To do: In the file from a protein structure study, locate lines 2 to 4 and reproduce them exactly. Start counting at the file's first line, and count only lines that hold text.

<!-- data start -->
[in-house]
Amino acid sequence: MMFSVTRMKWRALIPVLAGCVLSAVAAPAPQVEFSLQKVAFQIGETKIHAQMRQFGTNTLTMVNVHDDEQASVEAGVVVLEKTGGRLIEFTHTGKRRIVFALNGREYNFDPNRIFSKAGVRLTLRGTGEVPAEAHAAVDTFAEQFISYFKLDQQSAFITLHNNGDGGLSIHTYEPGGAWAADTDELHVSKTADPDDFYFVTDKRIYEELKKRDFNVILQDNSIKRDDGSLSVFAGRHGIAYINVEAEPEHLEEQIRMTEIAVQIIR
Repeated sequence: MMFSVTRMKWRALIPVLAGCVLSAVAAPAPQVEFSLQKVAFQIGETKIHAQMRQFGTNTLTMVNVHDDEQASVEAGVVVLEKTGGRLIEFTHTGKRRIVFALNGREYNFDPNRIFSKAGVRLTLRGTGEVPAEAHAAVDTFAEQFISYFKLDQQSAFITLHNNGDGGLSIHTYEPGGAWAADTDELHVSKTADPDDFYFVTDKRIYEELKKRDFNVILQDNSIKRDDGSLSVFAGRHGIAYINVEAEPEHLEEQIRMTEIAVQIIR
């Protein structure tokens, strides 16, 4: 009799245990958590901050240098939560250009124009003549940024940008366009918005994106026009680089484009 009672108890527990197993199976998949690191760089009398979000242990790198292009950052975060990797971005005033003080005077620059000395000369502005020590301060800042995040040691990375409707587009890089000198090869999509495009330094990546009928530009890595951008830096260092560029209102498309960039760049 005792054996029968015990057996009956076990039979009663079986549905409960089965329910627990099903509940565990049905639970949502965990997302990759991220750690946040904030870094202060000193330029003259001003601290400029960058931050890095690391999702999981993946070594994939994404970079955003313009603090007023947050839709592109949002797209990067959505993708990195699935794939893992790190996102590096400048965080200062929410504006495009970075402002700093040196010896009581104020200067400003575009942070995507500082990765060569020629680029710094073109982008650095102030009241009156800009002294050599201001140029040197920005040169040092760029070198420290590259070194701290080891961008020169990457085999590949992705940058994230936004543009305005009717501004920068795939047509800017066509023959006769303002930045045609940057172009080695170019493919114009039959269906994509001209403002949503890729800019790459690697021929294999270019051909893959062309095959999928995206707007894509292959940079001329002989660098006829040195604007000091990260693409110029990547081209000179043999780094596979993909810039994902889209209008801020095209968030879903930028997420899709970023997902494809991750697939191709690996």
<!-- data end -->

Amino acid sequence: MMFSVTRMKWRALIPVLAGCVLSAVAAPAPQVEFSLQKVAFQIGETKIHAQMRQFGTNTLTMVNVHDDEQASVEAGVVVLEKTGGRLIEFTHTGKRRIVFALNGREYNFDPNRIFSKAGVRLTLRGTGEVPAEAHAAVDTFAEQFISYFKLDQQSAFITLHNNGDGGLSIHTYEPGGAWAADTDELHVSKTADPDDFYFVTDKRIYEELKKRDFNVILQDNSIKRDDGSLSVFAGRHGIAYINVEAEPEHLEEQIRMTEIAVQIIR
Repeated sequence: MMFSVTRMKWRALIPVLAGCVLSAVAAPAPQVEFSLQKVAFQIGETKIHAQMRQFGTNTLTMVNVHDDEQASVEAGVVVLEKTGGRLIEFTHTGKRRIVFALNGREYNFDPNRIFSKAGVRLTLRGTGEVPAEAHAAVDTFAEQFISYFKLDQQSAFITLHNNGDGGLSIHTYEPGGAWAADTDELHVSKTADPDDFYFVTDKRIYEELKKRDFNVILQDNSIKRDDGSLSVFAGRHGIAYINVEAEPEHLEEQIRMTEIAVQIIR
């Protein structure tokens, strides 16, 4: 009799245990958590901050240098939560250009124009003549940024940008366009918005994106026009680089484009 009672108890527990197993199976998949690191760089009398979000242990790198292009950052975060990797971005005033003080005077620059000395000369502005020590301060800042995040040691990375409707587009890089000198090869999509495009330094990546009928530009890595951008830096260092560029209102498309960039760049 005792054996029968015990057996009956076990039979009663079986549905409960089965329910627990099903509940565990049905639970949502965990997302990759991220750690946040904030870094202060000193330029003259001003601290400029960058931050890095690391999702999981993946070594994939994404970079955003313009603090007023947050839709592109949002797209990067959505993708990195699935794939893992790190996102590096400048965080200062929410504006495009970075402002700093040196010896009581104020200067400003575009942070995507500082990765060569020629680029710094073109982008650095102030009241009156800009002294050599201001140029040197920005040169040092760029070198420290590259070194701290080891961008020169990457085999590949992705940058994230936004543009305005009717501004920068795939047509800017066509023959006769303002930045045609940057172009080695170019493919114009039959269906994509001209403002949503890729800019790459690697021929294999270019051909893959062309095959999928995206707007894509292959940079001329002989660098006829040195604007000091990260693409110029990547081209000179043999780094596979993909810039994902889209209008801020095209968030879903930028997420899709970023997902494809991750697939191709690996």